The Startup World Phenomenon of Hating on Ideas
Recently I attended a UX workshop, where two relatively-established start-ups each presented a specific UX problem they were having. The hope was to receive great UX-oriented advice from workshop participants. What ended up happening was anything but. After understanding the bare minimum of the startup’s business model, the participants immediately began critiquing the business itself and offering alternative visions of what the business should be doing to make money.
This made the workshop frustrating, but it’s indicative of a wider trend I’ve seen. People both inside and outside the tech industry (myself included) tend to jump to critiquing start-up ideas they hear about, even when there’s clear evidence of that idea gaining traction with users or generating profits. Even in the heavily parodiable start-up industry, you will sometimes see a group of start-uppers scrambling over each other to poke holes in another’s business plan. This seems somewhat at odds with the start-up mantras of trying out new things, being scrappy, and relishing in the “lessons learned” of failures.
What’s amazing is that these critiques are often from people who have no experience with the industry under consideration. Advice coming from an experienced investor or former co-founder in the same industry is helpful. But, being tangentially related to the start-up or business world seems to empower people to, basically, hate on an idea and talk about why it will never take off.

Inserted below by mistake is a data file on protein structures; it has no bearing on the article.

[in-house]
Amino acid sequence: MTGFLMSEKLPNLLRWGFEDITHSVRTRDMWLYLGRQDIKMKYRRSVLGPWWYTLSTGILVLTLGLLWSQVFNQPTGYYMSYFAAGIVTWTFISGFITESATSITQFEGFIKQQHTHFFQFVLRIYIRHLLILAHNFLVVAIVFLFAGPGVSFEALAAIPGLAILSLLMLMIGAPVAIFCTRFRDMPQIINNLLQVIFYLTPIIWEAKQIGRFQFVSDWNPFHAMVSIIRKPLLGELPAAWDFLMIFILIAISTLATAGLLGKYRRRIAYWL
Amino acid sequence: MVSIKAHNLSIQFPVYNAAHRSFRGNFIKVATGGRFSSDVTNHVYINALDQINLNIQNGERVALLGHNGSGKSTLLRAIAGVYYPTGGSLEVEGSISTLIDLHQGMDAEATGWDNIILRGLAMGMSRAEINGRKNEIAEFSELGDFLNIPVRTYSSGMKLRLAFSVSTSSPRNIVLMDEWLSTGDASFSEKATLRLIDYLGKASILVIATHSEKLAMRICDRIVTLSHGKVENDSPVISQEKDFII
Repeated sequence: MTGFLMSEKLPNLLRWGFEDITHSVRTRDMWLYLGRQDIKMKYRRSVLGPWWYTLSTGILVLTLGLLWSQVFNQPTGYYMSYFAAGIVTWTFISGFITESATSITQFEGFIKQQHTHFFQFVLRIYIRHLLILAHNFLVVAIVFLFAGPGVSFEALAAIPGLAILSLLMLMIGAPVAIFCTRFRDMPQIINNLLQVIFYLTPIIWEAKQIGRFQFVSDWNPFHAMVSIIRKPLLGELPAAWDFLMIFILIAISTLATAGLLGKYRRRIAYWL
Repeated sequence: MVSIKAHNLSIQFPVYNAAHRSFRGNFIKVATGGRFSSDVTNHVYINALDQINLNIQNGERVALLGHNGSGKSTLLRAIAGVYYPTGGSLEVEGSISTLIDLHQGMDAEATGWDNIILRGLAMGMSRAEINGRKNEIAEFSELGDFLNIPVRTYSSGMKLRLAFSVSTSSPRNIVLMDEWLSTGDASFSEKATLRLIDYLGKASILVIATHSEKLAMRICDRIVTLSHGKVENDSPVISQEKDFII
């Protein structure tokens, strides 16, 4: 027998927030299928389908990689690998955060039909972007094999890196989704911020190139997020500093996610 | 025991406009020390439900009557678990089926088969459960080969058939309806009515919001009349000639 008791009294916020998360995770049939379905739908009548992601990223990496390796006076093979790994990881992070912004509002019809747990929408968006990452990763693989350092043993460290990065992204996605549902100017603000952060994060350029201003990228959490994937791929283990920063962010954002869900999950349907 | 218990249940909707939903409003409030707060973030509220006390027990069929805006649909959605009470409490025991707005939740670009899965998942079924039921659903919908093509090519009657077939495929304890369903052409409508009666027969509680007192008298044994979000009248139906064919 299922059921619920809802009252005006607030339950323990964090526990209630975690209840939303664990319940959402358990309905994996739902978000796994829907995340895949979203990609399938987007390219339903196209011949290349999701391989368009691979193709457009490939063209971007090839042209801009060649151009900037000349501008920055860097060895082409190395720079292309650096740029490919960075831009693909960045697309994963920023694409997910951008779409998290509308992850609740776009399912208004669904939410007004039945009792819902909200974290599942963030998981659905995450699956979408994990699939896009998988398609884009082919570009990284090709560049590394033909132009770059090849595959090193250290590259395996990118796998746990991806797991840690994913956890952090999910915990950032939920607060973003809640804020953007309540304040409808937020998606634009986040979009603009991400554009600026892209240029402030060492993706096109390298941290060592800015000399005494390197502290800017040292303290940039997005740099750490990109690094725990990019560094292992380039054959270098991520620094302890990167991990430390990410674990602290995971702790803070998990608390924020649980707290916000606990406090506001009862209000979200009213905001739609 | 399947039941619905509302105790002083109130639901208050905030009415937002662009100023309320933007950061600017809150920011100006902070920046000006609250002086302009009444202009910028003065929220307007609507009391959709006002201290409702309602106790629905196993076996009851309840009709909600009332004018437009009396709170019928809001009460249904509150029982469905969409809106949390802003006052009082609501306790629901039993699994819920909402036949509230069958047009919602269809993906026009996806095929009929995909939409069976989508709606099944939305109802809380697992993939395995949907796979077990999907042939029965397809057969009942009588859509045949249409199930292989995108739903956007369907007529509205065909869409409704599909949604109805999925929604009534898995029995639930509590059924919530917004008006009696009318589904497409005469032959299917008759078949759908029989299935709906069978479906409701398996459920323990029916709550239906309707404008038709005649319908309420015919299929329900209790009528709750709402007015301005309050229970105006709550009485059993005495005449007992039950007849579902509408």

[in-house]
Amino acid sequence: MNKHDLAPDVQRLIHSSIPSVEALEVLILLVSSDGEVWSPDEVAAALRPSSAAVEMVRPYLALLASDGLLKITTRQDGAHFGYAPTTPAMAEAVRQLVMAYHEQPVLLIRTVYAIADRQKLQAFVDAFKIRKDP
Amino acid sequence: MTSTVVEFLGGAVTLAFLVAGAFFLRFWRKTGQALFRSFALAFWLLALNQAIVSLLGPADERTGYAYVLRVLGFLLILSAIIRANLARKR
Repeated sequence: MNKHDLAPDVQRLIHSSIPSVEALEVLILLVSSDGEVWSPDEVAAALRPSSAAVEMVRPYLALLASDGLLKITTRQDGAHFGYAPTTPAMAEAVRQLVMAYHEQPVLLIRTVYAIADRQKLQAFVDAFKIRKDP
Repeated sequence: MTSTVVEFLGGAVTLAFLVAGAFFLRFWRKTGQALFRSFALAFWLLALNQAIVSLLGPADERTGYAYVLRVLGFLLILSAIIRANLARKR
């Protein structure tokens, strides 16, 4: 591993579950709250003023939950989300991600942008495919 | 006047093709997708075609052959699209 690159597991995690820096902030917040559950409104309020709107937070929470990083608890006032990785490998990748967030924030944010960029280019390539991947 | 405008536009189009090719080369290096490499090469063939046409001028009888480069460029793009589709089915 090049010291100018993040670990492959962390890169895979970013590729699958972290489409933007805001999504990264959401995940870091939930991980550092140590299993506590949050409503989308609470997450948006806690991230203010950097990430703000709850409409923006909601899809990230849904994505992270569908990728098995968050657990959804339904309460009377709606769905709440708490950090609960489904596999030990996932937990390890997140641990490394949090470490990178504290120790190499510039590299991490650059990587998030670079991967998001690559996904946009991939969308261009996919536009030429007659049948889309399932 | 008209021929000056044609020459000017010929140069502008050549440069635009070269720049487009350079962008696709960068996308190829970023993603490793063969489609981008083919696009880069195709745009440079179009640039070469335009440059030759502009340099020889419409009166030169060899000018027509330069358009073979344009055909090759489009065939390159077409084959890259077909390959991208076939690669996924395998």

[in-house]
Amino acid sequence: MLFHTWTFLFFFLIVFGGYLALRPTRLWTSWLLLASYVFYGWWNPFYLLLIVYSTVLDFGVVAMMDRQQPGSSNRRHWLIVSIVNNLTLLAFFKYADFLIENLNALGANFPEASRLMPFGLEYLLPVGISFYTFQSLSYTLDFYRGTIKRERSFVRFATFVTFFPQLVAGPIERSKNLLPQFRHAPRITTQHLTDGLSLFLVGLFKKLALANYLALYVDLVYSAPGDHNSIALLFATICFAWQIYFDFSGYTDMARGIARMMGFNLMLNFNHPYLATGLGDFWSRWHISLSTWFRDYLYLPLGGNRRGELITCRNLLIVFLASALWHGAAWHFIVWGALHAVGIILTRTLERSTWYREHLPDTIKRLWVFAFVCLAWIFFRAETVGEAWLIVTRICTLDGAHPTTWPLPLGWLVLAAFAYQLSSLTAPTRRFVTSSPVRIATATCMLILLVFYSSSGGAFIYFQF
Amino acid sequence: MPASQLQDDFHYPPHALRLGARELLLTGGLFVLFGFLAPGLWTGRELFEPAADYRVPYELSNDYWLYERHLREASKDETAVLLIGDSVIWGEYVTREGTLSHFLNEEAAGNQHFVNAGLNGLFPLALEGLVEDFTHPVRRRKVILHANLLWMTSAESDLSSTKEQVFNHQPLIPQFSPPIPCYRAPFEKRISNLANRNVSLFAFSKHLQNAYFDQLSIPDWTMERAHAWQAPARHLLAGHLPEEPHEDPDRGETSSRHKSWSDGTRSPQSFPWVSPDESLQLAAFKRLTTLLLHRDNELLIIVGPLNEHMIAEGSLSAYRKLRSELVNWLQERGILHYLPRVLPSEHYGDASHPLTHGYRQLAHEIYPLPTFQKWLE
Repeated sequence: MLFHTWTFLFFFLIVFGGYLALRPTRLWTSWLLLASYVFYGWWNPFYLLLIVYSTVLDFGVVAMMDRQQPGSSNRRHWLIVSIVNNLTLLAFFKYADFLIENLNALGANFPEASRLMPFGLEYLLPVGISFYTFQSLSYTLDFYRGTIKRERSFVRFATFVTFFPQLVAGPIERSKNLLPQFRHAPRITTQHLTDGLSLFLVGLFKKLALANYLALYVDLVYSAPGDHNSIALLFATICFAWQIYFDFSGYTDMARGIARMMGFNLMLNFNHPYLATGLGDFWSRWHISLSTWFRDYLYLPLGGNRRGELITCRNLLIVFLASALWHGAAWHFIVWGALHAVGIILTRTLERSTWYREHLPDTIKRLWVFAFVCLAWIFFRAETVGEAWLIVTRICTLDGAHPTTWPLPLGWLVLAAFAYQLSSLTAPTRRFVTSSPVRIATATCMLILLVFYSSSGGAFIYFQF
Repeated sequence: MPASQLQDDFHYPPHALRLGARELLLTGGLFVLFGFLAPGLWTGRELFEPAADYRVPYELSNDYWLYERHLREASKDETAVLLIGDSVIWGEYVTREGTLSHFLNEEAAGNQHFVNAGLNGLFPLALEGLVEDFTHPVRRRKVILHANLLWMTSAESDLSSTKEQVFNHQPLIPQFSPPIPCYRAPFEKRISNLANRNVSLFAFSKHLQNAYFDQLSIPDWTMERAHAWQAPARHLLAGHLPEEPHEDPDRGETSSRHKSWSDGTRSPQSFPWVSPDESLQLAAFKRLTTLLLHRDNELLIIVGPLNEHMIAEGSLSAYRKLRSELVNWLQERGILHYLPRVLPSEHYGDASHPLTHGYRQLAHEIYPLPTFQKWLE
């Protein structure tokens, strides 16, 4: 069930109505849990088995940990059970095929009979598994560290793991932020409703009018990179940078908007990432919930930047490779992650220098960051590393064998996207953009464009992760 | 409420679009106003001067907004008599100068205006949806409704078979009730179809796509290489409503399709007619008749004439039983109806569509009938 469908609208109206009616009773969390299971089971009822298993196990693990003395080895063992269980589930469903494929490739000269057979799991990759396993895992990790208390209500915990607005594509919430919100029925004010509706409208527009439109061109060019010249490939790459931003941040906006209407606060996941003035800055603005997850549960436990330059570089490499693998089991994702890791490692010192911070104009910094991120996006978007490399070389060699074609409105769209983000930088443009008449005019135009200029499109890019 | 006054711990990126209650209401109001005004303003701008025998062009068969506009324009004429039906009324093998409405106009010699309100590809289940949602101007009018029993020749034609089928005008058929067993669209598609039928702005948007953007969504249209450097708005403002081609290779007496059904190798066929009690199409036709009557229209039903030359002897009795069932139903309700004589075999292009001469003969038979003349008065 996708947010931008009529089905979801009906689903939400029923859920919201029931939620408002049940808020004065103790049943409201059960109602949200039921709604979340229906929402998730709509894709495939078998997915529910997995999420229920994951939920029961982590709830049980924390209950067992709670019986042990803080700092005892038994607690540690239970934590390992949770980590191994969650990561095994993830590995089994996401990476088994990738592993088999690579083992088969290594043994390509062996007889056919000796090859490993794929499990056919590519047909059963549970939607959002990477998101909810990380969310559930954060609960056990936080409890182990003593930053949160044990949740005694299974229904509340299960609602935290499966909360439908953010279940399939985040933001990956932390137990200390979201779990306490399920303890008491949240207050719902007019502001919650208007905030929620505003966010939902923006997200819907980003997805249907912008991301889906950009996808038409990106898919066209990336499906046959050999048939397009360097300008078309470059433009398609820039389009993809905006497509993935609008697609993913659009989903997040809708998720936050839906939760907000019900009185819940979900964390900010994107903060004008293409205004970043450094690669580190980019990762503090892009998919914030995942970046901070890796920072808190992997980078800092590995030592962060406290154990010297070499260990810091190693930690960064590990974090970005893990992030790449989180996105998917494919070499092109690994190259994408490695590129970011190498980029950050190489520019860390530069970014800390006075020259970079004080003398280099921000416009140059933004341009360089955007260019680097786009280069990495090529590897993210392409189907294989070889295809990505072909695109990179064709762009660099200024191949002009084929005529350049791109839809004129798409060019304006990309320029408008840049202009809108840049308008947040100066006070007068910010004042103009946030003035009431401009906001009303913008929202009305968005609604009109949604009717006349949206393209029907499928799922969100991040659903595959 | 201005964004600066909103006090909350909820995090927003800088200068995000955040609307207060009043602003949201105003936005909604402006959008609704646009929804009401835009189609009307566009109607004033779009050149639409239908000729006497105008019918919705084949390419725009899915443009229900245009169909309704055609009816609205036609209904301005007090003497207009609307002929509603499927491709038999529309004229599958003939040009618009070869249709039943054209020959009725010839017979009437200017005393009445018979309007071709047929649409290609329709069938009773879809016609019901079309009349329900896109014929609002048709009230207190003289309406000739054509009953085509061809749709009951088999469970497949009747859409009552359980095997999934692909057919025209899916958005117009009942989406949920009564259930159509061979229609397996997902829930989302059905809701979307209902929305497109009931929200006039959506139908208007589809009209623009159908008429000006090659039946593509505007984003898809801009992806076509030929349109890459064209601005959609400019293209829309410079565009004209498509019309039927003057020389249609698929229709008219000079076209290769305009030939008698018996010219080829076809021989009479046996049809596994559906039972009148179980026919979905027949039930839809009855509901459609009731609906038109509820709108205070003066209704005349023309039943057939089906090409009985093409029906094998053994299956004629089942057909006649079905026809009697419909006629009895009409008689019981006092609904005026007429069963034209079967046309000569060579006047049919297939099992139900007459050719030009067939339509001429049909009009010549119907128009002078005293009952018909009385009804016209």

I don’t think this urge to critique necessarily comes from a place of jealousy (see: FOMO), meanness, or pessimism. Nor are these critiques even spoken in obviously harsh tones; if anything, these critiques are often couched in the most polite of language (“Have you thought of X? But aren’t you, perhaps, at risk of Y?”). Let’s put aside the tone (though shame on those of us who use the off-handed “stupid” label), and think about why this critiquing is so common.
The main reason why I think critiquing comes so naturally is that most of us in start-ups or business have spent years learning to think critically. Our years of formal education train us to think about arguments and counter-arguments. We are taught to analyze text and speech for all the sneaky ways the author is trying to persuade us of something. We take it for granted that proper discussions focus on all sides of the issue, and in the face of the optimism of a fledgling company that just raised a surprising amount of money, we feel the need to point out that other side of the issue.
Another part of it is that we know it’s not easy to be successful. We’ve heard the stories of the start-ups that fail, the ideas that once sounded so bright but eventually imploded in fiery blazes of irrational optimism. Not everybody can be a Google or a Facebook, and so by the laws of probability, the idea that you’re telling me now is unlikely to succeed. So let me be the one to break it to you by pointing out the twenty things you probably haven’t considered (but which, if you’ve given it more than ten minutes of thought, you probably have).
Yet another factor is a certain level of egocentrism. This is not the egocentrism that makes us think very highly of ourselves (which may be true), but an egocentrism where we have only experienced the world through our own experiences. This sounds obvious, but is very hard to overcome in practice. If you try to pitch a novel, paradigm-shifting new mode of communication (think Snapchat, WhatsApp, or even Yo), then by definition I have never really operated under that new paradigm. If your app does something that I’ve never done or desired before, then it’s much harder for me to imagine how much value it can bring to my life.